Visually, Doom is an interesting game. There is plenty of controversial satanic imagery present. Although it is there only for atmospheric reasons, it is easy to see how it has caused lots of controversy over the years. To the casual observer, there is little that is emphasized in this game more than killing, and to come across the disturbing images in this game would likely lead to a knee-jerk reaction by anyone who has not taken the time to understand the purpose of the gameplay.

    This entry has been edited 1 time. It was last edited on Feb 11th, 2008 at 13:45:40.

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    Jan 27th, 2008 at 21:06:37     -    Chrono Trigger (SNES)


    I haven't reached anywhere close to the end yet, but I understand this game contains multiple endings depending on certain actions the player takes throughout the game. I think that more RPGs should do this, but it seems like less and less have since Chrono Trigger. I think its a lot more interactive to have the ending be dependent upon player actions. It means I have more involvement in the story. And the way Chrono Trigger executes it, nothing is really taken away from the MAIN storyline. The creator/writer can still implement his idea in such a way that the player has this interactive control over the end.

    Concerning the story, I think the reason its so enjoyable is that it concerns the apocolypse. It makes the story "heavy" and more meaningful IMO.


    Chrono Trigger has some very nice graphics, considering when it was produced. the artwork created by Akira Toriyama is distinct and well done. The game itself takes advantage of several special graphics features of the SNES to produce effects such as complex sprite layering. It really pushes the system to its limits.

    Another nice touch is the active combat system, which makes the timing of player actions more important. No longer does the player have the ability to simply wait (unless they chose the "wait" option), they have to actually decide their actions quickly, making the turn-based system much more realistic.

    The musical score for this game is also very well done. As a musician, I can appreciate the time and energy that was put into it. Despite the limitations of the SNES sound processor, the melodies and harmonies themselves are appropriate, I feel, to the game and help create the atmosphere.

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    Jan 27th, 2008 at 19:09:15     -    Chrono Trigger (SNES)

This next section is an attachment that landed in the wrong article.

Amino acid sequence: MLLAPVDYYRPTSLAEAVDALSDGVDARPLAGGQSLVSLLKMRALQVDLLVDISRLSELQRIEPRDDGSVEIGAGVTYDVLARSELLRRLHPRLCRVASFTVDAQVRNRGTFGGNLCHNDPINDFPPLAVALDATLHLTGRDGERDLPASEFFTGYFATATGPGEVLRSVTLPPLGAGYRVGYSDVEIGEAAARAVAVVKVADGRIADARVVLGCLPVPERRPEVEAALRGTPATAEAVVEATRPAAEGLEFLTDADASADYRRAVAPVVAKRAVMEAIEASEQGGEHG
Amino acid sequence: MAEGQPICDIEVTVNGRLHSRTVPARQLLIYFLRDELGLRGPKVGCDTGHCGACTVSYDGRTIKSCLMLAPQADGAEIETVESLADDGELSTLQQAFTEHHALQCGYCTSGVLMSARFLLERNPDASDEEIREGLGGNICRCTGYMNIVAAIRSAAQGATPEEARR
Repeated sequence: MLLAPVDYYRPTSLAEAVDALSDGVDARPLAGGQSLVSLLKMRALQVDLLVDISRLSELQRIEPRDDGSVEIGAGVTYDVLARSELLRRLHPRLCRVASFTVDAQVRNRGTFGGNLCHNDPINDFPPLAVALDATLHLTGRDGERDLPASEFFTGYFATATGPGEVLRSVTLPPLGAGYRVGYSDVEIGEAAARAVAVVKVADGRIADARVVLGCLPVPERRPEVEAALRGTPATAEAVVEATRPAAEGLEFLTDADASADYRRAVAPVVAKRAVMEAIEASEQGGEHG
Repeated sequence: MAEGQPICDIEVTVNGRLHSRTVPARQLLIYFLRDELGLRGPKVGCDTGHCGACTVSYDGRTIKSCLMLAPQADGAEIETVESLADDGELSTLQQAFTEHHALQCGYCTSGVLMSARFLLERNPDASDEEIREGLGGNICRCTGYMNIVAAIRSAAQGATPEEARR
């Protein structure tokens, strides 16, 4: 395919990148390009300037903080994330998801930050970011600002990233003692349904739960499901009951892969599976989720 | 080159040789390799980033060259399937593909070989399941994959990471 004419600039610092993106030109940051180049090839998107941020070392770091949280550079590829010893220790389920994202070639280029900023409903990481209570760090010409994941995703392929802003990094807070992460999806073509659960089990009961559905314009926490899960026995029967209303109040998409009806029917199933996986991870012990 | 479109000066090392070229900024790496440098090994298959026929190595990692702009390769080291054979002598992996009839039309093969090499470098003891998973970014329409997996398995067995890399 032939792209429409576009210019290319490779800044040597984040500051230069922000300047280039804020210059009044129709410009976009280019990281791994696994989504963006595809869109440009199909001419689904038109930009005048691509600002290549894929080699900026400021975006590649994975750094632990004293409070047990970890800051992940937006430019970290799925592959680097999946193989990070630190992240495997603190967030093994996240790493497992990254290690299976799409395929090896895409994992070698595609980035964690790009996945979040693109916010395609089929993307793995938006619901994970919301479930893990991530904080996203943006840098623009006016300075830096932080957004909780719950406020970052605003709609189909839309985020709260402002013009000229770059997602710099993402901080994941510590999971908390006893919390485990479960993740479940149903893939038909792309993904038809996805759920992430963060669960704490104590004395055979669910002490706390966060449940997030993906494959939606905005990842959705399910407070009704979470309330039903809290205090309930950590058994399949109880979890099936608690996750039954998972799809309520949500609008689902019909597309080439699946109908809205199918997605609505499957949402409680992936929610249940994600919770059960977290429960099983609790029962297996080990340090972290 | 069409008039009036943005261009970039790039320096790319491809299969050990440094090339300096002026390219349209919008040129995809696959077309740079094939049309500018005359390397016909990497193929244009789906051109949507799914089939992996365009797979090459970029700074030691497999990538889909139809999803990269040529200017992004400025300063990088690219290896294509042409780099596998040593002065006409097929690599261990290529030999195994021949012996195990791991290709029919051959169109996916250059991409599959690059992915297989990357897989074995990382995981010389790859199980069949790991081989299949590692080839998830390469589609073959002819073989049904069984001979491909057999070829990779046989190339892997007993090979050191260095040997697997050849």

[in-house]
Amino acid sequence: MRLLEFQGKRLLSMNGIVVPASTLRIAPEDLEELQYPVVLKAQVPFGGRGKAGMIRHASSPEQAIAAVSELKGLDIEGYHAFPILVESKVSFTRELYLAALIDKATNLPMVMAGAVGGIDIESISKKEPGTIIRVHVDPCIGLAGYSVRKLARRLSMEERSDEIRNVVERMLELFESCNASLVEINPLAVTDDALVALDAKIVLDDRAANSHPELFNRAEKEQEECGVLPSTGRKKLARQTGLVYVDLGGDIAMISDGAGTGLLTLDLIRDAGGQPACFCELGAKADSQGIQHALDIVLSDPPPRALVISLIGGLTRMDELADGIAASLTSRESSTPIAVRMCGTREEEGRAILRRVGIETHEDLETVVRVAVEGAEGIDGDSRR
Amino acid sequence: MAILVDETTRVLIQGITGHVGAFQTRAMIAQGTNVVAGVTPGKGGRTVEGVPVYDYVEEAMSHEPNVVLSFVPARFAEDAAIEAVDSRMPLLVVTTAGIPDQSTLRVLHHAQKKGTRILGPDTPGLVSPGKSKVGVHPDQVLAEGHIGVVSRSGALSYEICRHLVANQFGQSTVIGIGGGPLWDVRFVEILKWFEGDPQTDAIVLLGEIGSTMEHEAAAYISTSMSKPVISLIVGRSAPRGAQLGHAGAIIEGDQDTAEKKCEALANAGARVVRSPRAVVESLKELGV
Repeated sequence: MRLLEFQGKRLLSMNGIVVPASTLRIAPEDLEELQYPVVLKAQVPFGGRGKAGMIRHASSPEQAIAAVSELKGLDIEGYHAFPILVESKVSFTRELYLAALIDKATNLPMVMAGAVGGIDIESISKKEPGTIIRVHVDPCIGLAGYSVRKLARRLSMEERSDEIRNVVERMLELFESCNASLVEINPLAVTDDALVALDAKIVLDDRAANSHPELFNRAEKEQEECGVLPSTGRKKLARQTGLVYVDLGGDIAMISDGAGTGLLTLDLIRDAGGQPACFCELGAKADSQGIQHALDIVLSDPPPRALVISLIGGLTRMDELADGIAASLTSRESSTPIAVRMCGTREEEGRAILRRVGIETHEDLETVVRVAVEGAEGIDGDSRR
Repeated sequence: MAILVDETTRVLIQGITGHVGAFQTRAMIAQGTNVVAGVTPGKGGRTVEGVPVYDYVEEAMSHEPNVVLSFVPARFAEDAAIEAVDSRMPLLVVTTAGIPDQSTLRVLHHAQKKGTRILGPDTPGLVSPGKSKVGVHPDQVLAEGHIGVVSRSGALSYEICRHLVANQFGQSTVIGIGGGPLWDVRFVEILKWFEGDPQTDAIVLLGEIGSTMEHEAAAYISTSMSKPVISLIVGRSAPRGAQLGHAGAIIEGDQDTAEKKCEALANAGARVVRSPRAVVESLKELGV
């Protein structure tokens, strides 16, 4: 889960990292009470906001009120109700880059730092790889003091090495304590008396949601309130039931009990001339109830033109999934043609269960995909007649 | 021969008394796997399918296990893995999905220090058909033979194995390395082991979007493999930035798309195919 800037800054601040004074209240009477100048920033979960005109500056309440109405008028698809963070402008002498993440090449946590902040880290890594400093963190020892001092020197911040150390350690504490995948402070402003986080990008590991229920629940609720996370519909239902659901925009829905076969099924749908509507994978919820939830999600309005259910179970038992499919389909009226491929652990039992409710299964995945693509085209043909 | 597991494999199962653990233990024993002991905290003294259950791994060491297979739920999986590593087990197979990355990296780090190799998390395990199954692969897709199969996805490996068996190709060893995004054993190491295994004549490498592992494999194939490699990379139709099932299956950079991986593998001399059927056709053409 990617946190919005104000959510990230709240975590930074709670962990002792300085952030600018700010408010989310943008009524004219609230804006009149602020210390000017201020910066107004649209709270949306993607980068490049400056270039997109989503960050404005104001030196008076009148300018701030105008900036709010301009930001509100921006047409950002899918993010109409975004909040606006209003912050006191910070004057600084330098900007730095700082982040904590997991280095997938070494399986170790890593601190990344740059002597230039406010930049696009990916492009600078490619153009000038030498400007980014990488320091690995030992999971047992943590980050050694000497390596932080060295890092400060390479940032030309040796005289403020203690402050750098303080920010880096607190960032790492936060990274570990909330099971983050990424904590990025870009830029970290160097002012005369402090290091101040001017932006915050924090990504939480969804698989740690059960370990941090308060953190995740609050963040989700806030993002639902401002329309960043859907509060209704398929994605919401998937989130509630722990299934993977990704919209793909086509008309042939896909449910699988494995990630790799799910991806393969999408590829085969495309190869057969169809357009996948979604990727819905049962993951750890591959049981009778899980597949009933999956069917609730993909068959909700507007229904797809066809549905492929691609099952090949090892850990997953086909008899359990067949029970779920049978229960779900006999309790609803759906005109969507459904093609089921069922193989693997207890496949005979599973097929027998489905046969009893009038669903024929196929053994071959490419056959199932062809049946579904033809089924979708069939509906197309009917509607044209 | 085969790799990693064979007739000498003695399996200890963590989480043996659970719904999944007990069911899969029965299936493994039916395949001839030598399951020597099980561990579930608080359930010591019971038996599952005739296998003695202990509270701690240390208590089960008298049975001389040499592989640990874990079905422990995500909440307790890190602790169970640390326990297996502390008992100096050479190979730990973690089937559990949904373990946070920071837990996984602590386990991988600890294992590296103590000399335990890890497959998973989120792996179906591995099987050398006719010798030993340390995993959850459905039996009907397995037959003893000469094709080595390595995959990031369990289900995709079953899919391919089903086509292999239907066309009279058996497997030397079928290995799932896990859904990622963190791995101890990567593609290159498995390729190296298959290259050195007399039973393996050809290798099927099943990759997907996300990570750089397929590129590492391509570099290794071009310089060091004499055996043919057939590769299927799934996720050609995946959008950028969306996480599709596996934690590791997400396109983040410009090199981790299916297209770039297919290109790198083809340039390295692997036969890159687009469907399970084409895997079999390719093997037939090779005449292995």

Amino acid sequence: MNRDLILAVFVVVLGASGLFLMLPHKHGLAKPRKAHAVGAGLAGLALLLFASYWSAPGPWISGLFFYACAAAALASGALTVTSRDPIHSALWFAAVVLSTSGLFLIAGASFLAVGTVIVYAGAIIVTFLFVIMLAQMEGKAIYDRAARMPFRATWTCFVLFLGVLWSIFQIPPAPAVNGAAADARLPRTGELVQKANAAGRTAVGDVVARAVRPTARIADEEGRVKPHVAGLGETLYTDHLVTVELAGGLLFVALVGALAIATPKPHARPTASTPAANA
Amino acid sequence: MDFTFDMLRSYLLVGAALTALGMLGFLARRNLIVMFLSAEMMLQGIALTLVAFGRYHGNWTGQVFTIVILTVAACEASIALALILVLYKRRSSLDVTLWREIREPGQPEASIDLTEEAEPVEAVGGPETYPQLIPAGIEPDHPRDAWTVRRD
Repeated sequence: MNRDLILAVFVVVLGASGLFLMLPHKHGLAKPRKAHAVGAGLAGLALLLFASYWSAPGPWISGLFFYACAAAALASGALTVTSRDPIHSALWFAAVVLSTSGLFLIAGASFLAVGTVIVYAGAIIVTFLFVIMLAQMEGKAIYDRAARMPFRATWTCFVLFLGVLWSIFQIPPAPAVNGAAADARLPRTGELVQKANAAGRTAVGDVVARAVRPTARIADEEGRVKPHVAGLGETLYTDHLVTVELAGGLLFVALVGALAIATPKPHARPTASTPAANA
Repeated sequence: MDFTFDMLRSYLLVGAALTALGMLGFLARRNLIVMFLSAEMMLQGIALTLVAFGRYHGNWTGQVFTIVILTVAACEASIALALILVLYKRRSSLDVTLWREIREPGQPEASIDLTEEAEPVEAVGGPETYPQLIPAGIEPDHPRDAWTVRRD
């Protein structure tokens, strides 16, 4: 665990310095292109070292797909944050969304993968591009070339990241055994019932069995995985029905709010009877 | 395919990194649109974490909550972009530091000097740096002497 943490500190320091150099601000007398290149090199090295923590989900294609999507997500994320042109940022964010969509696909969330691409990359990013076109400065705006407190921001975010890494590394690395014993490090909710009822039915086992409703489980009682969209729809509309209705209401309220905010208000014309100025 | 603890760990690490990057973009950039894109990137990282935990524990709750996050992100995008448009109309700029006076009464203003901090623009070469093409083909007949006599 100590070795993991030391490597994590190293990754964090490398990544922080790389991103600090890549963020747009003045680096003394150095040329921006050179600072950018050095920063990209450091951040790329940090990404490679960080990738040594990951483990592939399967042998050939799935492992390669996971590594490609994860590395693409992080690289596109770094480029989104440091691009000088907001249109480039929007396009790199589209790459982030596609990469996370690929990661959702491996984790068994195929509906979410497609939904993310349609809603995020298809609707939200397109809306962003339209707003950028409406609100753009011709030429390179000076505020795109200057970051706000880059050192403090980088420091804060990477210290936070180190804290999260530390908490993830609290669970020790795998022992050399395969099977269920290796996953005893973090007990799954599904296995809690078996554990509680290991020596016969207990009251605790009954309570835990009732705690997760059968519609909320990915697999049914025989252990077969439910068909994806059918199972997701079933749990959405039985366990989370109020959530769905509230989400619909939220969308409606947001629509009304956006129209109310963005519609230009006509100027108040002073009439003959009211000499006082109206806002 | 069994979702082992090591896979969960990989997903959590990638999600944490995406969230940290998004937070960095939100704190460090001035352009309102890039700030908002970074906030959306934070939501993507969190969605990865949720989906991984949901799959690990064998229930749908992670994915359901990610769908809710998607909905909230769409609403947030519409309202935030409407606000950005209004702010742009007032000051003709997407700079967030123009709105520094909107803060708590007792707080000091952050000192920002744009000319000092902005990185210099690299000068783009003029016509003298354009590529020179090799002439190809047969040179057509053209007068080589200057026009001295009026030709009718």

I really enjoy Chrono Trigger's story. So much so that even if the gameplay was terrible, I would still probably play the game. That being said, the gameplay is far from terrible and really is quite enjoyable.

    It is pretty much a traditional RPG, with basic RPG elements such as leveling, special techniques, equipment, and turn-based combat. However, in the context of when it was released, it was pretty revolutionary. Plus, the elimination of random battles makes the game so much more enjoyable. It encourages exploration and prevents the common Final Fantasy Syndrome (FFS) where you rush through every dungeon as fast as possible, and even seem to be rapidly pressing the A button when you AREN'T accosted by a randomly appearing enemy.

    I like how each area is unique and has many different things to do. These things give the game character and help to mix up the pace and tension. For example, the Leene's square mini-games are enjoyable.

    Another thing about Chrono Trigger, is that it employs the "silent protagonist." Now, this strategy usually only works if the story is told REALLY well, with some amazing character development. The silent protagonist is a way of bringing the player closer to the story, so to speak. It replaces the protagonist's dialogue with the player's own thoughts. I have mixed feelings about this. In a game like Chrono Trigger, it helps because the story is told so well, and the character development is well done. But every now and then, you are left wondering about the thoughts of the character you control. As a gamer, your perspective often changes from that of being in the story, to being in control of what happens in the story. And as your perspective broadens, you find yourself caring about the thoughts of your character, which in a game like this, are absent.